Tim Gallagher

True to form, it’s taking longer than expected to get where I’m going in Greenland and meet the research boat. I got as far as Ilulissat yesterday morning, then I was told I’d have to wait until early the next morning to continue to Uummannaq. But I made the most of the delay and spent much of the afternoon yesterday crawling over rocks and tundra to photograph Lapland longspurs, a common songbird in the Arctic.

I also took time to drop in at the Knud Rasmussen Museum, which is in the house where the famed explorer and ethnologist grew up in the late 19th century. I guess it’s not too much of a stretch for a bird researcher to mention Rasmussen here, since he was killed by a bird … sort of. Rasmussen, whose father was a Danish vicar and mother was an Inuit, spent most of his life living with a group of Inuits in the Thule area of northwest Greenland. Now, Inuits love to eat dovekies—small, puffin-like seabirds that live only in far northern waters. They take a fresh-killed seal, remove its body from inside its skin (basically by turning it inside out and then right side out again), which makes a nice huge bag, lined with an inch or so of blubber. Then they fill it up completely with dovekie carcasses. They catch these birds with nets on the end of long poles as the birds fly to and from their nest sites in rocky hillsides. And then they bury the stuffed seal in beach gravel … for a year or two. They’ll usually pull these things out in midwinter as a special celebration, breaking the seal open with an ax and chowing down on the well-marinated but uncooked birds. Anyway, poor Knud died of food poisoning in the early 1930s after eating some bad dovekies.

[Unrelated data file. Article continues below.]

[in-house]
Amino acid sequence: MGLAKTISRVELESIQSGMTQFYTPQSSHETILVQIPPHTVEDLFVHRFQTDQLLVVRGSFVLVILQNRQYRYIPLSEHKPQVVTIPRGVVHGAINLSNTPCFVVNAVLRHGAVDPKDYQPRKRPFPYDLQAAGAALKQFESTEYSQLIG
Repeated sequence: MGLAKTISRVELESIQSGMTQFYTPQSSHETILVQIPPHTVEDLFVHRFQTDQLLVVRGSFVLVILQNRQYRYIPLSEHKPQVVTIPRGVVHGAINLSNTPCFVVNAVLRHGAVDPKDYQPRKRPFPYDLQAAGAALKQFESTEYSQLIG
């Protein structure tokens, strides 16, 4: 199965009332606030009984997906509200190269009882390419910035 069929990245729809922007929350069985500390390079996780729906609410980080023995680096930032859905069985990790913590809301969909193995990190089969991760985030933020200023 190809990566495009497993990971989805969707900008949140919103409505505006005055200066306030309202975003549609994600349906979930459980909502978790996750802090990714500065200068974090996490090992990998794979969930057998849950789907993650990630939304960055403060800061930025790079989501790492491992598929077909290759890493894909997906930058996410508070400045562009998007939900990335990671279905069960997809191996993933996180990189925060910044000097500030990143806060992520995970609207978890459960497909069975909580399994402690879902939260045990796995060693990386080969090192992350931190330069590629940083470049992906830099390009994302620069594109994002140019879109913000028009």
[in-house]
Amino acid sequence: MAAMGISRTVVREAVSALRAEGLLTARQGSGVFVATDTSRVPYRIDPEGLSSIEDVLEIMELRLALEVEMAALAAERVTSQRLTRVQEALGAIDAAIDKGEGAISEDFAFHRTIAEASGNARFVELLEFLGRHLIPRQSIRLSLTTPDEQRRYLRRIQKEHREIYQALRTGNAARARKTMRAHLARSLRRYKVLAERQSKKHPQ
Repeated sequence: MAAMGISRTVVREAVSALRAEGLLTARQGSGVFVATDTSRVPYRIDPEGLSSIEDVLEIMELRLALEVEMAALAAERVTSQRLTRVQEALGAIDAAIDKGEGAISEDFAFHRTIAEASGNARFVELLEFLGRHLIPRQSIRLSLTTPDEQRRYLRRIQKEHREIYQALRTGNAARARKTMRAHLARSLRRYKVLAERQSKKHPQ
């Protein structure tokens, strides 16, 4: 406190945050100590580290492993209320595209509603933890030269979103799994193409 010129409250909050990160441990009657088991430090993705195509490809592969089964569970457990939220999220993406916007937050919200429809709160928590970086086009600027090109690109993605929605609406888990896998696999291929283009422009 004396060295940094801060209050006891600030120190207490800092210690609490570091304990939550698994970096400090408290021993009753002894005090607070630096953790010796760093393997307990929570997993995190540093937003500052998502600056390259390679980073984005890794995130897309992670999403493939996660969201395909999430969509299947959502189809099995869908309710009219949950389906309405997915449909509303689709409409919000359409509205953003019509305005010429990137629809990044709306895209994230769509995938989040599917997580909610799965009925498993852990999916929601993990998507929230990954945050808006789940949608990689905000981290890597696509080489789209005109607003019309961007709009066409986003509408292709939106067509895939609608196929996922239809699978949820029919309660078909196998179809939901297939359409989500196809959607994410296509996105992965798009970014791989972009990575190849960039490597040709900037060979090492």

Greenland’s history is always just below the surface—literally. It’s too difficult to dig deep graves in the frozen ground, so the Inuits generally just pile rocks on top of bodies to keep them away from polar bears, sled dogs, and various other scavengers. During last year’s research trip, searching for nesting falcons north of Thule, we found many traces of Inuits—caches of walrus carcasses and eider eggs as well as piled rock graves, often with bones or bodies visible—on the islands we visited. And it’s difficult to tell whether these are five years or five hundred years old, everything is so well preserved here. A few years ago, Peregrine Fund researchers found the foundations of several early Inuit dwellings near a dovekie colony and alerted a Danish archaeologist. They turned out to be among the earliest human dwellings yet found in north Greenland.

The places where European and American explorers visited from the 18th through the 20th centuries are also, for the most part, unchanged. I remember reading Danish explorer Peter Freuchen’s account of his and Knud Rasmussen’s harrowing journey to the northernmost section of Greenland. They came upon a cairn—a pile of stones—with a note left behind by Robert Peary’s party in the 1890s, years before Peary’s final attempt to reach the North Pole. Though Freuchen was there a quarter of a century after Peary, it looked almost like Peary had been there the day before. Freuchen could still see Peary’s footprints and the matches he dropped on the ground as he paced around, smoking his pipe and trying to stay warm. Stunned, Freuchen sat there alone for more than an hour. For him, it was like revisiting the site of the first moon landing would be for us. And actually, at that time, this part of Greenland was almost as remote and inaccessible as the moon. And I’ll bet Peary’s (and Freuchen’s) footprints are still there.